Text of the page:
Intravenous immunoglobulin treatment for mild Guillain-Barre syndrome: an international observational study

Objective

To compare the disease course in patients with mild Guillain-Barré syndrome (GBS) who were treated with intravenous immunoglobulin (IVIg) or supportive care only.

Methods

We selected patients from the prospective observational International GBS Outcome Study (IGOS) who were able to walk independently at study entry (mild GBS), treated with one IVIg course or supportive care. The primary endpoint was the GBS disability score four weeks after study entry, assessed by multivariable ordinal regression analysis.

Results

Of 188 eligible patients, 148 (79%) were treated with IVIg and 40 (21%) with supportive care. The IVIg group was more disabled at baseline. IVIg treatment was not associated with lower GBS disability scores at 4 weeks (adjusted OR (aOR) 1.62, 95% CI 0.63 to 4.13). Nearly all secondary endpoints showed no benefit from IVIg, although the time to regain full muscle strength was shorter (28 vs 56 days, p=0.03) and reported pain at 26 weeks was lower (n=26/121, 22% vs n=12/30, 40%, p=0.04) in the IVIg treated patients. In the subanalysis with persistent mild GBS in the first 2 weeks, the aOR for a lower GBS disability score at 4 weeks was 2.32 (95% CI 0.76 to 7.13). At 1 year, 40% of all patients had residual symptoms.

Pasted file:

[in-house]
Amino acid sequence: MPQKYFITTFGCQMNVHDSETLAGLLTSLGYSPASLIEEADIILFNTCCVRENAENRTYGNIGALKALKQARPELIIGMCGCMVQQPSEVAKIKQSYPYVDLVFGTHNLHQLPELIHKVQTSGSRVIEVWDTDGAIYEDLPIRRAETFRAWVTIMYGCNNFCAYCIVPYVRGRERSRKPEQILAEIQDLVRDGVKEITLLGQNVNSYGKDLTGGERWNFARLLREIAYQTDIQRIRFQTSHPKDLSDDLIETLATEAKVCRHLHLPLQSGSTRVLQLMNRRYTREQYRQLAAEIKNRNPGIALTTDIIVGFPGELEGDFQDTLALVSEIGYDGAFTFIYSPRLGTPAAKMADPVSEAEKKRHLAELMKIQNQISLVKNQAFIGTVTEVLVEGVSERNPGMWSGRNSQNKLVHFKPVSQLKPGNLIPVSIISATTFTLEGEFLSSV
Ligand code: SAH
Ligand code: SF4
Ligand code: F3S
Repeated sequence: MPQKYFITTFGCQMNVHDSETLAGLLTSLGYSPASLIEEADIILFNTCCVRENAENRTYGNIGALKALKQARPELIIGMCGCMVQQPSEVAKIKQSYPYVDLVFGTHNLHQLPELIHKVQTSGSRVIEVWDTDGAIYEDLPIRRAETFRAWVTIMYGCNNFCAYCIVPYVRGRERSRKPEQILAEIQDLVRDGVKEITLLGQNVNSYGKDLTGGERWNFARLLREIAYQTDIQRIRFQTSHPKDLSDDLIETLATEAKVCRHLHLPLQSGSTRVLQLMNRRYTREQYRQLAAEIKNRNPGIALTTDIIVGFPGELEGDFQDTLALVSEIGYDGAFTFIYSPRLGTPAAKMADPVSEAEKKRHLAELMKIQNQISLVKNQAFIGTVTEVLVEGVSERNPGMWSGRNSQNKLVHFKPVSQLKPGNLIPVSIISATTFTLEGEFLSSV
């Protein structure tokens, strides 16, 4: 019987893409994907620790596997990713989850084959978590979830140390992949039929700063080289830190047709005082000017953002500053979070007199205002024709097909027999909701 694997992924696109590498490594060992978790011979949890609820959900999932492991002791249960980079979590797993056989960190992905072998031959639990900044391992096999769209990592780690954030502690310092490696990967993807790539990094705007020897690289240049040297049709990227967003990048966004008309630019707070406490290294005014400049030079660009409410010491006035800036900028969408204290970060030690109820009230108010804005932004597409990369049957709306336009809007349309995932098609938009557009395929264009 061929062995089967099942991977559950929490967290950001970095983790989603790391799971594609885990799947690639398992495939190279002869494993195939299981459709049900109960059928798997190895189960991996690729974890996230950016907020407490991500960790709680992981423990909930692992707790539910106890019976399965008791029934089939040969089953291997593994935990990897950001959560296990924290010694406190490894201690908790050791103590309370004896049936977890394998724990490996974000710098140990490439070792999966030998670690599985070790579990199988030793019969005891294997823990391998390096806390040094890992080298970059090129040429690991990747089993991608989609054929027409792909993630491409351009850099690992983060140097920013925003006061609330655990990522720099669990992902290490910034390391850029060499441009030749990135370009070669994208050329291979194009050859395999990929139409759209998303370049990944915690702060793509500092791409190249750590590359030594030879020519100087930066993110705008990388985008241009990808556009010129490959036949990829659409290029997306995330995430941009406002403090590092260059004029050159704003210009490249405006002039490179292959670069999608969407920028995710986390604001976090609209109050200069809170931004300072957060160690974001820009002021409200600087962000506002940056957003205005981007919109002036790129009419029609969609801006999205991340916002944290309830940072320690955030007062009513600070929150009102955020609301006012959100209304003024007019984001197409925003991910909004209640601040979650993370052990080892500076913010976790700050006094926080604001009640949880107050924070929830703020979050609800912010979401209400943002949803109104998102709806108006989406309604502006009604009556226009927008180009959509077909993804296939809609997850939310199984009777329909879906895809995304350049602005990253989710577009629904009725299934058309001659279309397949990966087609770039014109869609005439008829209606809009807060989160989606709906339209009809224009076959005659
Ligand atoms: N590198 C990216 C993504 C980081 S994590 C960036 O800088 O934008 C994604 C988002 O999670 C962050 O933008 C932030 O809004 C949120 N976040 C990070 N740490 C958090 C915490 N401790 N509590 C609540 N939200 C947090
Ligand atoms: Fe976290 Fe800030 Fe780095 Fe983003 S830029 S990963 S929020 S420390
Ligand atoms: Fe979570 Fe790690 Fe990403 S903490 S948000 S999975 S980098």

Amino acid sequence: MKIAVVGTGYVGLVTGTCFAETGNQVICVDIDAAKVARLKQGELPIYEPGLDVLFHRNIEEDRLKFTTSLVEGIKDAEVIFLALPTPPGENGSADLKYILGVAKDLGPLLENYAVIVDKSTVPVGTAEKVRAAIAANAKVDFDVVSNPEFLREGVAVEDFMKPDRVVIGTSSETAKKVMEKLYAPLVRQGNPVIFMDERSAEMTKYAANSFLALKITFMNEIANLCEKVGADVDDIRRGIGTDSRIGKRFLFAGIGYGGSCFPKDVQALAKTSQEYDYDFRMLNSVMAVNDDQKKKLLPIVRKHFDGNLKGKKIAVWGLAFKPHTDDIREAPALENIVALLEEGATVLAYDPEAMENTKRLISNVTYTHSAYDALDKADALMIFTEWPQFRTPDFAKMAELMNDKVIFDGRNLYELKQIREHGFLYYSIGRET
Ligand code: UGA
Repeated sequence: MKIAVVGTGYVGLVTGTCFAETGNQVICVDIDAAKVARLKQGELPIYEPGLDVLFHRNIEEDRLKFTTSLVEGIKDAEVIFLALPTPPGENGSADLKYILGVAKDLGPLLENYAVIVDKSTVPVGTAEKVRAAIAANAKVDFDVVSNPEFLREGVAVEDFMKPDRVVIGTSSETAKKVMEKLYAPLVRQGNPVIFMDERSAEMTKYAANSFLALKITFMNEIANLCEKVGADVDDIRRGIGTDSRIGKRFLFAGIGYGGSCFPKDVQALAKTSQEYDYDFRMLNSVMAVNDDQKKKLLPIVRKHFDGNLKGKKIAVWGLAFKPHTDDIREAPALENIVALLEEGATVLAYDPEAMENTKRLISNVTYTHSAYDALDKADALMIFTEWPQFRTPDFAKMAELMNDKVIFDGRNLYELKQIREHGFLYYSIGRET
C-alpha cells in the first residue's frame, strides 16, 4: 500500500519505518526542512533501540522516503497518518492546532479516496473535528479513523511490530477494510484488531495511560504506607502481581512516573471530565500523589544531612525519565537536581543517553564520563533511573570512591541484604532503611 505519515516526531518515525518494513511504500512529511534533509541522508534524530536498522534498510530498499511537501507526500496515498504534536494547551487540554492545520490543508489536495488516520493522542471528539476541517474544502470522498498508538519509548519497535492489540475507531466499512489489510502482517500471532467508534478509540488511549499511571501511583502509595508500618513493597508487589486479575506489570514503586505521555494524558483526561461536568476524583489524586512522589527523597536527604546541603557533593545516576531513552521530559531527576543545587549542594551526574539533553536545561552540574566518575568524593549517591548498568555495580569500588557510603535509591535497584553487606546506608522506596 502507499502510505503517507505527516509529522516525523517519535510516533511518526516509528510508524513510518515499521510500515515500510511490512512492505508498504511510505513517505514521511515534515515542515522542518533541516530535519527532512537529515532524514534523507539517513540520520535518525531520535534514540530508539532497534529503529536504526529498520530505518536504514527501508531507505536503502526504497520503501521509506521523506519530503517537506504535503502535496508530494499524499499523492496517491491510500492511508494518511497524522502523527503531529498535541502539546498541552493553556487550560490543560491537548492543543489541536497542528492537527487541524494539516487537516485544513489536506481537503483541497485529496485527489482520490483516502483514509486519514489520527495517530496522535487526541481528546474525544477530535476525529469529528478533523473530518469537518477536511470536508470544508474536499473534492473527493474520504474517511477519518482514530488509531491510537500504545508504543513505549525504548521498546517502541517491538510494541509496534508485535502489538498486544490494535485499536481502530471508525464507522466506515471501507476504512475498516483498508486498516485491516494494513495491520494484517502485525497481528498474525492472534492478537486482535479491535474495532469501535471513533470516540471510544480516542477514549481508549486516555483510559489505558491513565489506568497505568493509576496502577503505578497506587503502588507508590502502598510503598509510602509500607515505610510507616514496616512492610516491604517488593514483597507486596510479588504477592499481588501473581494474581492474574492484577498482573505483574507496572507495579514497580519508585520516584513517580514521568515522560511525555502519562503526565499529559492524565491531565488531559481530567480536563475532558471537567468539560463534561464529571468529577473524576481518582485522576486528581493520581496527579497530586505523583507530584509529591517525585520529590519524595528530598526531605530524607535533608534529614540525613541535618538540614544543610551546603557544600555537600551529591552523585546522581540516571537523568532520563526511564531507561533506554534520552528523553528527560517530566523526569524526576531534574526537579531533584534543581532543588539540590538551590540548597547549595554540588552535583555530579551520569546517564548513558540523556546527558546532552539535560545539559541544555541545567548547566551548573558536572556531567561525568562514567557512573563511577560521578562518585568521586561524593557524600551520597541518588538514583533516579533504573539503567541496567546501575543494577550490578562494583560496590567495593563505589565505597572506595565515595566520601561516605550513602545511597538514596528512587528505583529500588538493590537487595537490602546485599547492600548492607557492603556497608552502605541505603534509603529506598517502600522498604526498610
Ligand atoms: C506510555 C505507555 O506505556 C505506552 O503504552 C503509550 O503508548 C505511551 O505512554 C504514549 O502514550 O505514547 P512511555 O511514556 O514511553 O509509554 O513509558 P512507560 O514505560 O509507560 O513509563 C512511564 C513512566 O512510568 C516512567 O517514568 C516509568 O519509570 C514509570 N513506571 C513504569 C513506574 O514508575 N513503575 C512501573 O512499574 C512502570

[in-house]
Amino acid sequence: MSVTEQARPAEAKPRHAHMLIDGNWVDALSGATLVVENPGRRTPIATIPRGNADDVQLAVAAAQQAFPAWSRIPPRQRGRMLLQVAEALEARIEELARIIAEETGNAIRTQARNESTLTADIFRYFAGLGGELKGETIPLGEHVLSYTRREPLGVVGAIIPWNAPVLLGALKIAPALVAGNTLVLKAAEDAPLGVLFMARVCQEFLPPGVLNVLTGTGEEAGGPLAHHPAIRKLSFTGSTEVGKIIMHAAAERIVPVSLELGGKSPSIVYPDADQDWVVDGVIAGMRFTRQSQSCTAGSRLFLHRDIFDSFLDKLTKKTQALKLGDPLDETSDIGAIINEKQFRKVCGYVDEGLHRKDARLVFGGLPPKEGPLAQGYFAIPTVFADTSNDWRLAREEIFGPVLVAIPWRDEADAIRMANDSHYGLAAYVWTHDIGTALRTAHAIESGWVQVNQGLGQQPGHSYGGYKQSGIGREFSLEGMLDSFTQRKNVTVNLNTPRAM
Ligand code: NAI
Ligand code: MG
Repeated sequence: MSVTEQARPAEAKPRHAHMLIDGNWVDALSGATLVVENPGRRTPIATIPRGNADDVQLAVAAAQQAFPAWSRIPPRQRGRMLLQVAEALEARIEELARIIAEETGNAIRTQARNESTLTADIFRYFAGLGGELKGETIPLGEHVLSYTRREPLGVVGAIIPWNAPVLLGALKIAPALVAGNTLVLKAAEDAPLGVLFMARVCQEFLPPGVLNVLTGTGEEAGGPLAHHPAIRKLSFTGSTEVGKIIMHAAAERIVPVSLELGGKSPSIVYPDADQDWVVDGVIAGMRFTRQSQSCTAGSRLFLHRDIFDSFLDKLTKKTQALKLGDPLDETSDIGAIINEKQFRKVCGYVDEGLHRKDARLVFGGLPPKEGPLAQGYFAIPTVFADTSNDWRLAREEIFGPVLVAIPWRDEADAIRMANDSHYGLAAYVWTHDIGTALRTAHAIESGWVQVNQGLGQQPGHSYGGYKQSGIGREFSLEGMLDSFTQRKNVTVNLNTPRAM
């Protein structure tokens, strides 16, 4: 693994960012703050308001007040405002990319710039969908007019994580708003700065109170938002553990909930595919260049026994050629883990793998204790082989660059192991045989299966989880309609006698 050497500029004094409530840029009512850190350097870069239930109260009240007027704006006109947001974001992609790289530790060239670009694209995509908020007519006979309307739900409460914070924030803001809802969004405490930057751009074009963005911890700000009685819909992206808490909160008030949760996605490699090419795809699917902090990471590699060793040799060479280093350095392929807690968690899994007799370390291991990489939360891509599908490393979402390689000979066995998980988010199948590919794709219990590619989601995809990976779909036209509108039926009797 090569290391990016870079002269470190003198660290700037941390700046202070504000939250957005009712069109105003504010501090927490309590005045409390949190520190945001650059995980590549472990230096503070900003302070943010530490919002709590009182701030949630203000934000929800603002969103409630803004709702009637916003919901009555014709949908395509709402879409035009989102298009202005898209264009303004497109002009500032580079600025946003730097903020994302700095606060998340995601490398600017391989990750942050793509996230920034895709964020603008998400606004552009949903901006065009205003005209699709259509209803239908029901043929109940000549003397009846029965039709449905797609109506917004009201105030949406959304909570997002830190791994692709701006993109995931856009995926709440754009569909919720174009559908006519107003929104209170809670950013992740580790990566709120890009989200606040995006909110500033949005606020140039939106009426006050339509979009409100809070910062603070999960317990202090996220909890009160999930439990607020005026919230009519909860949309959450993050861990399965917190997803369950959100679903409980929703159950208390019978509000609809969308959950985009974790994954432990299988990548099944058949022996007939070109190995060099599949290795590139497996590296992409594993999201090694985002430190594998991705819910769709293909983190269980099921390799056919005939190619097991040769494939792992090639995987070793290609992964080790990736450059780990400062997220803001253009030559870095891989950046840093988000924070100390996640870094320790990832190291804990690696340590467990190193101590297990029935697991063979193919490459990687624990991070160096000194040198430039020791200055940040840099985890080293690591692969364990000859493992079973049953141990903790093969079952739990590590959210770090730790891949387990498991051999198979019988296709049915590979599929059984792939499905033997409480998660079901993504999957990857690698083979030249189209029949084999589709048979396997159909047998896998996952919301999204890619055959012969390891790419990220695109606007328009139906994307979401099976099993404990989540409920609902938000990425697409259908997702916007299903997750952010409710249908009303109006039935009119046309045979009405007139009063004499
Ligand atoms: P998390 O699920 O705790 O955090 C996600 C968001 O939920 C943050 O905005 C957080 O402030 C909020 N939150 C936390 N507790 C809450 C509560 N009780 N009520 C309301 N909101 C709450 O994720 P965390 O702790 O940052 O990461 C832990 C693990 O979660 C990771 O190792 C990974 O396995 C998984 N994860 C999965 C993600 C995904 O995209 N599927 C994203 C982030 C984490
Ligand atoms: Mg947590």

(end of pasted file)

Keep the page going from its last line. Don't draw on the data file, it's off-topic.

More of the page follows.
Conclusion

In patients with mild GBS, one course of IVIg did not improve the overall disease course. The certainty of this conclusion is limited by confounding factors, selection bias and wide confidence limits. Residual symptoms were often present after one year, indicating the need for better treatments in mild GBS.

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